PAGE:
How FBI Protocol Testing Changed Ammunition

By Brad Fitzpatrick

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sheet of glass shot with a block of gel behind it

In the spring of 1986, FBI agents were searching for two notoriously violent bank robbers named Michael Platt and William Matix, and on the morning of April 11, agents in Miami spotted a stolen black Monte Carlo that was associated with the suspects and set out in pursuit. Three agent cars ran the Monte Carlo off the road, and immediately Platt and Matix opened fire with 357 Magnum handguns, a semi-automatic centerfire rifle, and a 12-gauge pump shotgun. Agents returned fire, and within seconds the quiet Miami street was turned into a terrifying maelstrom as bullets whistled through the air. Despite grievous wounds, FBI Special Agent Edmundo Mireles managed to shoot and kill both Platt and Matix, though the two suspects still shot seven FBI agents, killing two of them. Of the five surviving agents, three were seriously wounded.

The event was obviously a source of great pain to the family and friends of the agents who were killed. For its part, the FBI began to investigate the shooting to determine what the agents and the agency could have done differently. The officers involved fired several shots that hit Platt and Matix, but did not immediately stop the threat, which led the FBI to re-evaluate their choice of ammunition. In particular, they established a testing protocol to evaluate bullet performance.

FBI Testing Protocol

The FBI tests bullets in 10 percent gelatin blocks which are engineered to simulate human tissue. Test shots are fired into bare gel, and there are also a series of five “barrier” tests in which a bullet’s performance is evaluated in ballistic gel after having passed through different barriers. The five barriers tested are heavy winter clothing (four layers), ½-inch wallboard, two pieces of 20-gauge steel, ¾-inch plywood, and automobile glass.

shot gel block with a bullet still inside

Bullets are fired into bare gel and through the five barriers into gel from a range of 10 feet as part of the testing protocol. Bullets are tested for expansion and weight retention as well as penetration. Bullets that penetrate less than 12 inches are heavily penalized since they might not penetrate adequately. Likewise, bullets that penetrate more than 18 inches are penalized because of the risk of overpenetration; 14 to 16 inches of penetration is considered ideal.

With the FBI testing protocol in place, law enforcement agencies had a measurable standard against which to test bullet performance. This, in turn, allowed the FBI and other law enforcement agencies to select ammunition based upon standardized performance tests.

The Self-Defense Effect

FBI protocol testing is an effective method for law enforcement agencies to determine bullet performance, but it has also improved self-defense bullet designs. Bullet manufacturers began striving to develop projectiles that performed well in FBI protocol testing, and this required them to re-evaluate bullet design and construction and improve upon existing designs. Speer’s Gold Dot has performed extremely well in FBI protocol testing, thanks in part to a bonding between the jacket and core that prevents the two components from separating and promotes deep, straight-line penetration and high weight retention.

Gold Dot Personal Protection packaging

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Most gun owners will never find themselves in a situation that requires them to shoot through steel or plywood, but the high standards set by FBI tests has ushered in a new era of advanced handgun bullet design. Interestingly, this new crop of bullets has also impacted cartridge performance. After the FBI shootout, the 9mm Luger was widely considered inadequate for immediately stopping a threat, leading it to be replaced by the 40 S&W. However, as bullet performance has improved as a byproduct of FBI protocol testing, current 9mm bullet designs have proven far more than adequate. The same improvements in bullet design have also enhanced the performance of the 38 Special, 380 Auto and other rounds widely considered marginal for defense. With well-designed defensive ammunition, these cartridge and many others are far more effective today than they were three decades ago.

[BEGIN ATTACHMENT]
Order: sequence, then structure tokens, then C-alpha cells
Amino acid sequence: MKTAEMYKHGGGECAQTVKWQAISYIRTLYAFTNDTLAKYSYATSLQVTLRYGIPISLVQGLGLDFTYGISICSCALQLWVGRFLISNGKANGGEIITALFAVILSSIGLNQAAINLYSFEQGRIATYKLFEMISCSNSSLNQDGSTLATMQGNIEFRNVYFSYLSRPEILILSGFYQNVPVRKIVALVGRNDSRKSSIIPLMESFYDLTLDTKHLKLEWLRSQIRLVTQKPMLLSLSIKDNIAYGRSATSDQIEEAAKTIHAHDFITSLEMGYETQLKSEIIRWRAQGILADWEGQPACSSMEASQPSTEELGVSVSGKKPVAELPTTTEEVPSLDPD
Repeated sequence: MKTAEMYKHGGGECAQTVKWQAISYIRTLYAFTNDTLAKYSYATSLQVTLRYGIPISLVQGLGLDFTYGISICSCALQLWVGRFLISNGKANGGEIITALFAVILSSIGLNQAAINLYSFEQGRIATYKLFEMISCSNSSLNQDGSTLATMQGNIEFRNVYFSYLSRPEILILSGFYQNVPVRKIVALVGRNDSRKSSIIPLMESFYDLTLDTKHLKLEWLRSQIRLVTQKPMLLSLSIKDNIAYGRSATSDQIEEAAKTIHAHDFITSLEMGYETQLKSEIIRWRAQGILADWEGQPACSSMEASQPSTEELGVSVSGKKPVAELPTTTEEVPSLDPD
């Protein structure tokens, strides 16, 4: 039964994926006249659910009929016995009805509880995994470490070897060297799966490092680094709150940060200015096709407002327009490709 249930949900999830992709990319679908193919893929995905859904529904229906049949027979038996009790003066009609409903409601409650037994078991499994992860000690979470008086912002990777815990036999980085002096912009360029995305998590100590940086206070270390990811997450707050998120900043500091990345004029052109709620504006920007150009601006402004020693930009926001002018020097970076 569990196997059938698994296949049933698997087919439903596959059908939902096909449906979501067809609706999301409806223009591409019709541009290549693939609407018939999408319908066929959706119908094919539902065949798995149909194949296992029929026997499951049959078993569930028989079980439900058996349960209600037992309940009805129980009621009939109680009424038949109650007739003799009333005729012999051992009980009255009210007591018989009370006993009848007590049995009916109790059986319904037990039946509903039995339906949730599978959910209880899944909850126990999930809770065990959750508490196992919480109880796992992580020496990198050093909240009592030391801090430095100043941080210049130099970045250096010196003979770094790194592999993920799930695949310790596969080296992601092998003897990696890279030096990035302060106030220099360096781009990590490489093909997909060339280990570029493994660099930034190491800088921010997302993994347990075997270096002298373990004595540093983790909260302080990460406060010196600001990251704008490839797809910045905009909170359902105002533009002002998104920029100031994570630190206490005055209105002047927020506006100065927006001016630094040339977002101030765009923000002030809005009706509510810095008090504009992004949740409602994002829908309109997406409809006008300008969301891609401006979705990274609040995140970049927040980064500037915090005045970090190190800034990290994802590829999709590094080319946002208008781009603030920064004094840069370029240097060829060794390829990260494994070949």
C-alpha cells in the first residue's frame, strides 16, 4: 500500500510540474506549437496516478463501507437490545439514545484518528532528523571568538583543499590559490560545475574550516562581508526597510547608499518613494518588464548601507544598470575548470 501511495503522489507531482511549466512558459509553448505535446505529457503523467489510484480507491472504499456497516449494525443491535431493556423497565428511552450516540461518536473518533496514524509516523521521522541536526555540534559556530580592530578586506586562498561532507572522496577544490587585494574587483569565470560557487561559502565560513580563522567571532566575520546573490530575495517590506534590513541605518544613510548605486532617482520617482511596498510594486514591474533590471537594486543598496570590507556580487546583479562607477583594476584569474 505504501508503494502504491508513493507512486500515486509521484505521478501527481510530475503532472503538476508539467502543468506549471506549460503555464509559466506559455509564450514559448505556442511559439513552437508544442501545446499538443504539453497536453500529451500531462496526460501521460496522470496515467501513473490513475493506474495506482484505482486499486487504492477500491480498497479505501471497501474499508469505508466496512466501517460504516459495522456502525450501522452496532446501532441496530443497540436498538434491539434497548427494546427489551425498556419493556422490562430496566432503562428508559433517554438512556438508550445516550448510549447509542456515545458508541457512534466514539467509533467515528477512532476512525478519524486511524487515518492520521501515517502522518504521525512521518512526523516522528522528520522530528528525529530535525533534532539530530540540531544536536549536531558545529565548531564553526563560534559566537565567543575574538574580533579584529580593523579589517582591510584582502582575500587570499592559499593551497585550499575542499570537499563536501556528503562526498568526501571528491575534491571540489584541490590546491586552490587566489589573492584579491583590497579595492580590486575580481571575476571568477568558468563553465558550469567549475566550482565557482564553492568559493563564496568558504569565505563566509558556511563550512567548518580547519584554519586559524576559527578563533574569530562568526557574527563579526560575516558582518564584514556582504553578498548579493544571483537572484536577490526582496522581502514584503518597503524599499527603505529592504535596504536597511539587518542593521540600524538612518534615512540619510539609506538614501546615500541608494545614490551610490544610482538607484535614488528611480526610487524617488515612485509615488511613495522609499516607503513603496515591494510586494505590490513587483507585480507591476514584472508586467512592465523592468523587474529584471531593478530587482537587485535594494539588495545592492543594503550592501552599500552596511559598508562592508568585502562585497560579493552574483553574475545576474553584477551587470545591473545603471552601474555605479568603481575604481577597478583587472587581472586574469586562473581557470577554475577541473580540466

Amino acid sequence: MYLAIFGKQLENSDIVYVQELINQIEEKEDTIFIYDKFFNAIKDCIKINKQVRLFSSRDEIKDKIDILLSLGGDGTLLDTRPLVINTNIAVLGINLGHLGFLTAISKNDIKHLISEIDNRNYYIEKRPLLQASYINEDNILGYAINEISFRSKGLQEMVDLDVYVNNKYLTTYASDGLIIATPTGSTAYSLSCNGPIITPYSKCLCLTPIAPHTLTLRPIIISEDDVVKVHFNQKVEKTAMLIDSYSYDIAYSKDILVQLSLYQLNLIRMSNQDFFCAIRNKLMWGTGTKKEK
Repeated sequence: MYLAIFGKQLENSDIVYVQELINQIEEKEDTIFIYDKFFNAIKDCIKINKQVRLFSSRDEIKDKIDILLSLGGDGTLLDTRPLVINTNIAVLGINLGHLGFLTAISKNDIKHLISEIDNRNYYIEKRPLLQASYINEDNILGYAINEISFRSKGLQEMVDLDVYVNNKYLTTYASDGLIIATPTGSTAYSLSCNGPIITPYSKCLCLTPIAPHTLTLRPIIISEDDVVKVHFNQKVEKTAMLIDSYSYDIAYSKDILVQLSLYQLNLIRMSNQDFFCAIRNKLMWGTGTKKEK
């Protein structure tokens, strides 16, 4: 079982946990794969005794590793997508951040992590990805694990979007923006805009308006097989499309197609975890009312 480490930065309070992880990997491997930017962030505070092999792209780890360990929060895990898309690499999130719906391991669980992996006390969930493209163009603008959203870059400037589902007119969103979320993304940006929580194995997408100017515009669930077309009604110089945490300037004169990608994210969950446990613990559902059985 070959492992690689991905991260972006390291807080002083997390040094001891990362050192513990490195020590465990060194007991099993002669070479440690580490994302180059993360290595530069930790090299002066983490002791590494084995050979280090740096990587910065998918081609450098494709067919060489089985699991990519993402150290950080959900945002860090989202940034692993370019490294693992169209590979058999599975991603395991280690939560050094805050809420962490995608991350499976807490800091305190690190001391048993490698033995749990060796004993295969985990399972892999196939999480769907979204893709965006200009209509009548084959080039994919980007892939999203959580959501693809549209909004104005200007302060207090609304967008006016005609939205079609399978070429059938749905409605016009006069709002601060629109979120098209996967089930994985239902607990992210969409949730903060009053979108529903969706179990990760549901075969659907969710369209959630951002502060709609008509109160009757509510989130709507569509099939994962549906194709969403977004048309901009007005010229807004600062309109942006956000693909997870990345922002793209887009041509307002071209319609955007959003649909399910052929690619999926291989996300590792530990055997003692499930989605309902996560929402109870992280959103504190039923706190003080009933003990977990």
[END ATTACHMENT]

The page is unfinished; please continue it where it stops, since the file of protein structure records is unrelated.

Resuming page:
What Do I Truly Need?

Thankfully, most of us will never need to shoot through barriers to defend ourselves, but that doesn’t mean the FBI’s protocol testing hasn’t impacted the lives of the average gun owner. The FBI protocol are measurable standards for bullet performance and inspire bullet manufacturers to closely evaluate the design and performance of their bullets. There’s ample evidence to demonstrate that bullets like Gold Dot will consistently perform in real-world scenarios. This has ushered in a new era of pistol bullet development and refinement from which we all benefit.

bullet upset being measured

The FBI protocol test has impacted the industry in other ways as well. As a gun writer, when I write a feature on a new defense bullet, there’s an expectation from readers to provide ballistic gel testing results, which is a direct byproduct of widespread acceptance of the established FBI protocols. These evaluations have also opened the door for testing a variety of new bullets to determine how effectively they will perform in self-defense situations.

Perhaps the most important takeaway from FBI protocol testing, though, is that bullet performance is a critical component in self-defense. The FBI agents in Miami were well trained, and their bullets struck their attackers. However, that proved insufficient to immediately stop the threat. Gun owners still benefit from rigorous firearms training, but you simply cannot overlook the importance of bullet performance.